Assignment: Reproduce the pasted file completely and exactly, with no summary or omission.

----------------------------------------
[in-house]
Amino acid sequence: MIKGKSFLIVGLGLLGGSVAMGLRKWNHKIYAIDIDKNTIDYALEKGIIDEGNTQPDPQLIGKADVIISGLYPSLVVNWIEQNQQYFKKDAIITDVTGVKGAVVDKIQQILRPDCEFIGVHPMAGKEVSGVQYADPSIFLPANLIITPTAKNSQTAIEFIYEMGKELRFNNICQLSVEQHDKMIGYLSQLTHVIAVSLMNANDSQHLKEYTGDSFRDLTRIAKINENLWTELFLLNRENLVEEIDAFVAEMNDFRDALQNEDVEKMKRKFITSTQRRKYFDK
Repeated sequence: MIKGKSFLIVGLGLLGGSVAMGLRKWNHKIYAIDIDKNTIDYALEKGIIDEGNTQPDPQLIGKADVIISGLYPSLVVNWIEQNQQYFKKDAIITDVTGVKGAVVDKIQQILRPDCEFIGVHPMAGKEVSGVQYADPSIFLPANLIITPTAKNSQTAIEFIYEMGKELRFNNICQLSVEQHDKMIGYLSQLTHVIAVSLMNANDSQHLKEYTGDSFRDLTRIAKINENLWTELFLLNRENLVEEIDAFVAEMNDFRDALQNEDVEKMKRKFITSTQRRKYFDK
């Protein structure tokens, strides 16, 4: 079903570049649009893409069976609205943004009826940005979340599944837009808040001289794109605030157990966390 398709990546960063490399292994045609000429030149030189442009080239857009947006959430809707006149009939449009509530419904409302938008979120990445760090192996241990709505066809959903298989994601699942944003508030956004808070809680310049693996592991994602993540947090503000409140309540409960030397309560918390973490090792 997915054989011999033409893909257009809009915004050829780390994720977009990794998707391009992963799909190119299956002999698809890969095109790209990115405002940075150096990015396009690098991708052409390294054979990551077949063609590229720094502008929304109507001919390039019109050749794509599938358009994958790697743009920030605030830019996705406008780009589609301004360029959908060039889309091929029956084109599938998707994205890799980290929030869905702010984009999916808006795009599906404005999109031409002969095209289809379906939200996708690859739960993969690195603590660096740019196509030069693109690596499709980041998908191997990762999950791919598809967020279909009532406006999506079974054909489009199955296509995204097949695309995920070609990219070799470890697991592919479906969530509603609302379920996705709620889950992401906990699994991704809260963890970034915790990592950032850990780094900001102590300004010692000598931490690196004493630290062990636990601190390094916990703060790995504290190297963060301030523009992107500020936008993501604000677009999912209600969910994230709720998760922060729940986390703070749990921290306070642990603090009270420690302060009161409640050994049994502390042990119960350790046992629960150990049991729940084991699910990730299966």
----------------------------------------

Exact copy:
[in-house]
Amino acid sequence: MIKGKSFLIVGLGLLGGSVAMGLRKWNHKIYAIDIDKNTIDYALEKGIIDEGNTQPDPQLIGKADVIISGLYPSLVVNWIEQNQQYFKKDAIITDVTGVKGAVVDKIQQILRPDCEFIGVHPMAGKEVSGVQYADPSIFLPANLIITPTAKNSQTAIEFIYEMGKELRFNNICQLSVEQHDKMIGYLSQLTHVIAVSLMNANDSQHLKEYTGDSFRDLTRIAKINENLWTELFLLNRENLVEEIDAFVAEMNDFRDALQNEDVEKMKRKFITSTQRRKYFDK
Repeated sequence: MIKGKSFLIVGLGLLGGSVAMGLRKWNHKIYAIDIDKNTIDYALEKGIIDEGNTQPDPQLIGKADVIISGLYPSLVVNWIEQNQQYFKKDAIITDVTGVKGAVVDKIQQILRPDCEFIGVHPMAGKEVSGVQYADPSIFLPANLIITPTAKNSQTAIEFIYEMGKELRFNNICQLSVEQHDKMIGYLSQLTHVIAVSLMNANDSQHLKEYTGDSFRDLTRIAKINENLWTELFLLNRENLVEEIDAFVAEMNDFRDALQNEDVEKMKRKFITSTQRRKYFDK
């Protein structure tokens, strides 16, 4: 079903570049649009893409069976609205943004009826940005979340599944837009808040001289794109605030157990966390 398709990546960063490399292994045609000429030149030189442009080239857009947006959430809707006149009939449009509530419904409302938008979120990445760090192996241990709505066809959903298989994601699942944003508030956004808070809680310049693996592991994602993540947090503000409140309540409960030397309560918390973490090792 997915054989011999033409893909257009809009915004050829780390994720977009990794998707391009992963799909190119299956002999698809890969095109790209990115405002940075150096990015396009690098991708052409390294054979990551077949063609590229720094502008929304109507001919390039019109050749794509599938358009994958790697743009920030605030830019996705406008780009589609301004360029959908060039889309091929029956084109599938998707994205890799980290929030869905702010984009999916808006795009599906404005999109031409002969095209289809379906939200996708690859739960993969690195603590660096740019196509030069693109690596499709980041998908191997990762999950791919598809967020279909009532406006999506079974054909489009199955296509995204097949695309995920070609990219070799470890697991592919479906969530509603609302379920996705709620889950992401906990699994991704809260963890970034915790990592950032850990780094900001102590300004010692000598931490690196004493630290062990636990601190390094916990703060790995504290190297963060301030523009992107500020936008993501604000677009999912209600969910994230709720998760922060729940986390703070749990921290306070642990603090009270420690302060009161409640050994049994502390042990119960350790046992629960150990049991729940084991699910990730299966």